I notice that Aberelix never made it to the market.  As an afterthought, current medical thinking is that the anti-testosterone procedure doesn’t buy one anything so they don’t do that now.

Occam

When we are doing the clinical trials, I believe it is the last bit of testing before submission for approval (but I may be wrong). I have helped with trials we were very excited about, where the premise made perfect sense, just to have the trial fail for one reason or the other. But I have also helped with trials that were wildly successful, most were somewhere in the middle. The information we give to families mentions this as a possibility.

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Posted: 05 October 2009 01:36 PM   [ Ignore ]   [ # 139 ]
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There are multiple levels of clinical trials depending on what is being tested. New drugs go through small scale trials in healthy volunteers first, then expand to larger scale trials with more complicated patients. Some drugs for fatal conditions with no good treatments go through “compassionate use” provisions, which allow them to be tested in sick pateints without all the usual preliminary steps. The there are trials for preventative interventions, new diagnostic tests, and lots of other things. HERE is a FAQ by the FDA on clinical trials.

They have, like everything people do, lots of flaws. But they are still the most reliable way to figure out the truth about diagnostic and therapeutic approaches.

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Posted: 05 October 2009 01:43 PM   [ Ignore ]   [ # 140 ]
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mckenzievmd - 05 October 2009 01:36 PM

There are multiple levels of clinical trials depending on what is being tested. New drugs go through small scale trials in healthy volunteers first, then expand to larger scale trials with more complicated patients. Some drugs for fatal conditions with no good treatments go through “compassionate use” provisions, which allow them to be tested in sick pateints without all the usual preliminary steps. The there are trials for preventative interventions, new diagnostic tests, and lots of other things. HERE is a FAQ by the FDA on clinical trials.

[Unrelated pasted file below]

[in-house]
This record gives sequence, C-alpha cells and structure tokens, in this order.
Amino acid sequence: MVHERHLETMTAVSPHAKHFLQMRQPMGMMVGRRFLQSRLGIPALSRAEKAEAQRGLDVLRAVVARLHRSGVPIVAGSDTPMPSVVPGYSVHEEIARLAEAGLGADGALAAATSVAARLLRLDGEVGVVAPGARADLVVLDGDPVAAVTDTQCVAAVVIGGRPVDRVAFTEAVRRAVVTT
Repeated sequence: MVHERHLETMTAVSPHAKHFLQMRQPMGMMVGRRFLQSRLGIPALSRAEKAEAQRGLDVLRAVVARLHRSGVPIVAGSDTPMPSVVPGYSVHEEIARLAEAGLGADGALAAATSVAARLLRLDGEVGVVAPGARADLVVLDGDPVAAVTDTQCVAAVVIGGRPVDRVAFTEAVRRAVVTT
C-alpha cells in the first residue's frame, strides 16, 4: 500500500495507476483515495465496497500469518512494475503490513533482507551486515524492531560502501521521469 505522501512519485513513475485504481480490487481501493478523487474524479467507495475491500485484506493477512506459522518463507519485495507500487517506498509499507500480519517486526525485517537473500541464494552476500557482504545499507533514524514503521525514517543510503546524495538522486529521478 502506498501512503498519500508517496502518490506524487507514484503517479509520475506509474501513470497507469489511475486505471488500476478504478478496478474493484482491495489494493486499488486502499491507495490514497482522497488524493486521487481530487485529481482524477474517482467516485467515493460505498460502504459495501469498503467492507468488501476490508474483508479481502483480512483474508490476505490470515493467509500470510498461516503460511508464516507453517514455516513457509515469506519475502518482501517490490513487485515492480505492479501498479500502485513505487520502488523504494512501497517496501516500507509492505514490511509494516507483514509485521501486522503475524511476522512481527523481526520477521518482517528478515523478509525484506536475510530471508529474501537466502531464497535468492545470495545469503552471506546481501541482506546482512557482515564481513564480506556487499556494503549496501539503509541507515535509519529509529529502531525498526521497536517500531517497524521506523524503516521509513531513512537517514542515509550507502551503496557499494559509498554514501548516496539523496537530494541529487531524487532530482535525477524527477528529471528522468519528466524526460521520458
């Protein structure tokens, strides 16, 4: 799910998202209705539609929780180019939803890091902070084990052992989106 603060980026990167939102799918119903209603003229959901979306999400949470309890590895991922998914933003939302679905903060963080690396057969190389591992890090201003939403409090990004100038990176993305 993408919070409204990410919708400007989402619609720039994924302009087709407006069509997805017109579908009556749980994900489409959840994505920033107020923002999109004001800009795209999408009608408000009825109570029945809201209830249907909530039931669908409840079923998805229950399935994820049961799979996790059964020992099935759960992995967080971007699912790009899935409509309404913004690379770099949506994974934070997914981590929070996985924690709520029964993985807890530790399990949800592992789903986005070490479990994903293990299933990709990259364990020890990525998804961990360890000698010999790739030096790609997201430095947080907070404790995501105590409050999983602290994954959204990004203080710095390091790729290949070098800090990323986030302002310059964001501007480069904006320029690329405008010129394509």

They have, like everything people do, lots of flaws. But they are still the most reliable way to figure out the truth about diagnostic and therapeutic approaches.

I think that in the ICU where I worked, we were often part of the larger last trials. It would be very unusual that we would do a “compassionate use” trial for a child, although, my guess is that we probably have, on occasion. I know we do a lot of organ transplant research and we are one of the most successful transplant centers in CA.

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Posted: 05 October 2009 05:57 PM   [ Ignore ]   [ # 141 ]
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This is a great video about causation vs correlation.

http://www.youtube.com/watch?v=VW1IEqKuf6s&feature=player_embedded

here is part two, that gets into the antivaxxer movement.

http://www.youtube.com/watch?v=8Tl3tUQng9Q&feature=player_embedded

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Posted: 05 October 2009 06:49 PM   [ Ignore ]   [ # 142 ]
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Love the videos!!!

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Some people can read War and Peace and come away thinking it’s a simple adventure story. Others can read the ingredients on a chewing gum wrapper and unlock the secrets of the universe.    - Lex Luthor